By New Times
By Derek Askey
By Mark Deming
By Serene Dominic
By Jason Keil
By Robrt L. Pela and Amy Silverman
By Jeff Moses
By Serene Dominic
"It made us really reevaluate why we go on tour," he continues. "When people come and see us live and we put on a good show, we get that feeling where people are seeing this prog-rock ensemble with a punk-rock energy. When it clicks, I think it really blows people away. It's exciting to be a part of that."
Sweep has managed to build a small but smart following nationwide based on its incessant touring, an approachable demeanor and sheer intensity. The band will also release a third album on Chicago's Southern Records next May. As tempting as it may be to conclude that its live formula owes much to the creative improvisation that the mighty saxophone implies, that's not the case. Sweep is not a free-form band -- yet. "It's pretty damn structured," says Sostak. "There's some pretty interesting time stuff going on in there, and overlapping. I think that's where people feel the avant stuff. . . . A lot of the European press has been comparing us, especially in England, more to prog rock. I think that's probably more where we're at than a jazz thing," reports Sostak. "It still flows as a rock song as opposed to an improvised thing."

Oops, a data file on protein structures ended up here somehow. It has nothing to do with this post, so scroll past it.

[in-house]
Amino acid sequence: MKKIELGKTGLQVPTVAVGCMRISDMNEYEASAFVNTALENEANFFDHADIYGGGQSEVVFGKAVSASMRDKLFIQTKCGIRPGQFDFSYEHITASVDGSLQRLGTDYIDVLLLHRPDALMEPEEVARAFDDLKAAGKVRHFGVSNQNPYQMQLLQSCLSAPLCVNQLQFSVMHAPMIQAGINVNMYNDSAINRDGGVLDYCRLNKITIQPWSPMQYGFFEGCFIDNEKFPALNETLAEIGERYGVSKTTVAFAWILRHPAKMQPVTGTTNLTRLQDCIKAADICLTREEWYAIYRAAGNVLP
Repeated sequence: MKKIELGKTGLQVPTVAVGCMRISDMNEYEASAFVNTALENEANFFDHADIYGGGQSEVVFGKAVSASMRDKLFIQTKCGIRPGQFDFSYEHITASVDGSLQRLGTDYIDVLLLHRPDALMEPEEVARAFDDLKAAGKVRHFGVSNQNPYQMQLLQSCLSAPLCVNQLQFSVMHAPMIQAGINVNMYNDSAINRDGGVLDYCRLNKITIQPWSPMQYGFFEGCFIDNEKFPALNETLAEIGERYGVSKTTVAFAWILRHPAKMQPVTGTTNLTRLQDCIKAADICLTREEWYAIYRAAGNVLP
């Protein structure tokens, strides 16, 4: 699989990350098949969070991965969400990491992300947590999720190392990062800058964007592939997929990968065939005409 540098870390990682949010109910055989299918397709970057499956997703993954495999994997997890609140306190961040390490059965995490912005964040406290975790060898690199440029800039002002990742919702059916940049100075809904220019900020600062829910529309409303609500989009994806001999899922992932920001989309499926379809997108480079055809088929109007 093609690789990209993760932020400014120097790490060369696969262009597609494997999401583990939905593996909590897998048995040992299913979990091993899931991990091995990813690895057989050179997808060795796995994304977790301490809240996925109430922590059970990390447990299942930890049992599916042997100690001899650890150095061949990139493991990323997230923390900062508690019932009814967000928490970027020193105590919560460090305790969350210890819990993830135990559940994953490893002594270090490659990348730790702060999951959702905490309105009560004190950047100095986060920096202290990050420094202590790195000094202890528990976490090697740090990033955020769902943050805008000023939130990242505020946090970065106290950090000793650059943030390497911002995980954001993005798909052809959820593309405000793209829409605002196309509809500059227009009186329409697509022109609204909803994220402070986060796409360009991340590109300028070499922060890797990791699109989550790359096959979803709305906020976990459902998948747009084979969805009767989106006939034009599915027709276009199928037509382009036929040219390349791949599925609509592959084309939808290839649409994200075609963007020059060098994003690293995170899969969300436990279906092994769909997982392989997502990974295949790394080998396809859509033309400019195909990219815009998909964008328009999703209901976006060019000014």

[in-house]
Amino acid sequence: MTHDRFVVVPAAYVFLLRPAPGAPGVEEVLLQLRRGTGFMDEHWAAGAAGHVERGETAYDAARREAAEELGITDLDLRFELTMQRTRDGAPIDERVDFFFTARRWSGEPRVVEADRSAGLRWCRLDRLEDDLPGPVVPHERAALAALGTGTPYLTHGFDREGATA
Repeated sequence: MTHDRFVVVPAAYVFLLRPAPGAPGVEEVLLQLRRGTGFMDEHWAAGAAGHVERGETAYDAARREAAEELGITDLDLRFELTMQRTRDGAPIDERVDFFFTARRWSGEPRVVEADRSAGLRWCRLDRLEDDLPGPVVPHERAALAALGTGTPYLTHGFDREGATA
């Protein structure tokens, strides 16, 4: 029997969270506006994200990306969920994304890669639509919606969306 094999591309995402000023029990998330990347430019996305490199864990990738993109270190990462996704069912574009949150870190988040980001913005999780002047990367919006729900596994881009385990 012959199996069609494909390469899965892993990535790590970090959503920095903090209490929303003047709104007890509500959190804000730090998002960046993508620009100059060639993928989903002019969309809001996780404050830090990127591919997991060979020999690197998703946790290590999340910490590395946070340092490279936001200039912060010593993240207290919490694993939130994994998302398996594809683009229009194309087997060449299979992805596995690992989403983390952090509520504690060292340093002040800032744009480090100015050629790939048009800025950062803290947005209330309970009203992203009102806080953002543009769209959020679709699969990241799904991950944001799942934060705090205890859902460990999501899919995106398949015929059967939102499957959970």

Prog rock, jazz, punk, emo -- if Sweep the Leg Johnny is caught in label limbo, that might not be such a tragedy for these young Chicagoans. "We're in an interesting age bracket, stuck in that middle ground between the young punk scene and the old Tortoise-type scene," Sostak explains. If the band members continue to follow their current musical trajectory, one can only expect more refinement of their own innovative sound, whatever the hell it is.